As the following parashah, parashat BeHukotai, makes very clear, if we fall from Mt Sinai, we and the earth will suffer together. Our ancestors understood the existential linkage between our ethical behavior and our world’s physical existence. On this Shabbat before the secular holiday of Mothers’ Day, may we consider that other Mother of ours, the planet upon which we live, breath and find our meaning.

Shabbat Emor: Against the Cruelty

In this second year of the Triennial Cycle of Torah reading, our congregation, like many others throughout the Jewish world, begins to read not at the beginning of parashat Emor but with chapter 22, verse 17. This is about one-third of the way in, since the Triennial Cycle makes its way through one third of each parashah each year. And in chapter 22 and following, we find a collection of mitzvot that do not seem to us to cohere in any logical way – according to our modern, Greek-based logic, that is. The ancient Hebrew mindset, it has been suggested, was more analogical than ours. In its own way it is just as systematic, even though our eyes aren’t used to the way this system works.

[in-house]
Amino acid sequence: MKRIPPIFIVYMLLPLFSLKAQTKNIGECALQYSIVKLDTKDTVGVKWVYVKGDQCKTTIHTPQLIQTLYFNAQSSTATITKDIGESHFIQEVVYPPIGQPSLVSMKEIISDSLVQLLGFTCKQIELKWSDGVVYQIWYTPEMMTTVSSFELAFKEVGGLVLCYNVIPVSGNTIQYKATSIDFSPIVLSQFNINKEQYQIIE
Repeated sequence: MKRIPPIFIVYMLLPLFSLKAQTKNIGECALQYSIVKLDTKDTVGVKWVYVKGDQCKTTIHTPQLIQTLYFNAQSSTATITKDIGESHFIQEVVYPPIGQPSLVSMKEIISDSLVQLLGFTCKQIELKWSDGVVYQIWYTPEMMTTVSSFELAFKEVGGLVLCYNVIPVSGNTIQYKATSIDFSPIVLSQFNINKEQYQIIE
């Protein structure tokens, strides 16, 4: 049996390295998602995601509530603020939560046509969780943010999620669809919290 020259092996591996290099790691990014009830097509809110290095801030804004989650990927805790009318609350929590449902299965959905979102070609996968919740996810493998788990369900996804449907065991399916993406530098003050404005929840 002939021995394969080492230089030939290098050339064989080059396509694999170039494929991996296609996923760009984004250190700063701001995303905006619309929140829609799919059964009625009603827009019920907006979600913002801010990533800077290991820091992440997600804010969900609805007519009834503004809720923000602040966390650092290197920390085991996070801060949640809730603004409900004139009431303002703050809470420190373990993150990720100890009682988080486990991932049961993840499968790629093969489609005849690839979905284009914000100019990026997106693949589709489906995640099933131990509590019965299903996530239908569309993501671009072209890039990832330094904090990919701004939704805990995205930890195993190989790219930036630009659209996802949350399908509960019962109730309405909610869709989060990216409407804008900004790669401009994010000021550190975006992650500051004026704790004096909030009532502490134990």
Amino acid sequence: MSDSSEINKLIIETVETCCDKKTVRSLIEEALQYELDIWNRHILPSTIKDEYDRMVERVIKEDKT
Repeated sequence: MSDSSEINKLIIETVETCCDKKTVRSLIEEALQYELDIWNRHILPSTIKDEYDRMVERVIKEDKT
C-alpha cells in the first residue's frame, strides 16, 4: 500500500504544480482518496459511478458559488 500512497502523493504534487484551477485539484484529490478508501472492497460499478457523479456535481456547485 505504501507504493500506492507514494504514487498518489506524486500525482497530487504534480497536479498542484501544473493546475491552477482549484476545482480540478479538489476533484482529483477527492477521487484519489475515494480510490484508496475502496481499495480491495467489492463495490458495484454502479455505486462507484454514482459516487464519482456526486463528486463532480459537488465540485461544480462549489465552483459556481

Strange juxtapositions occur. Consider this mitzvah that appears in the middle of a series addressing the sacrificial system:
וַיְדַבֵּר ה’, אֶל-מֹשֶׁה לֵּאמֹר. HaShem spoke to Moses, saying:
שׁוֹר אוֹ כֶשֶׂב אוֹ-עֵז כִּי יִוָּלֵד, וְהָיָה שִׁבְעַת יָמִים תַּחַת אִמּוֹ; וּמִיּוֹם הַשְּׁמִינִי, וָהָלְאָה, יֵרָצֶה, לְקָרְבַּן אִשֶּׁה לה’. When a calf, lamb, or kid is born, it shall be seven days with its mother; only from the eighth day on is it acceptable as an offering to HaShem.
וְשׁוֹר, אוֹ שֶׂה אתוֹ וְאֶת-בְּנוֹ, לֹא תִשְׁחֲטוּ בְּיוֹם אֶחָד. Whether it be cow or ewe, you shall not kill it and its young both in one day. (VaYikra 22.26-28)
The most interesting thing about this text is the way in which different commentators in different times, living in different cultures with different assumptions and expectations, understand the meaning of this mitzvah. For Maimonides, a physician and Rabbi living during the 12th century flourishing of philosophy and science in Al-Andalus, the meaning is clearly about the feelings of animals:
The Torah wished to choose the most humane method of killing and forbade cruel practices such as strangulation, cutting a limb, or slaughtering the mother and young on the same day, in order to preclude the slaying of the young in the presence of its mother, since this involves great cruelty. (Guide for the Perplexed)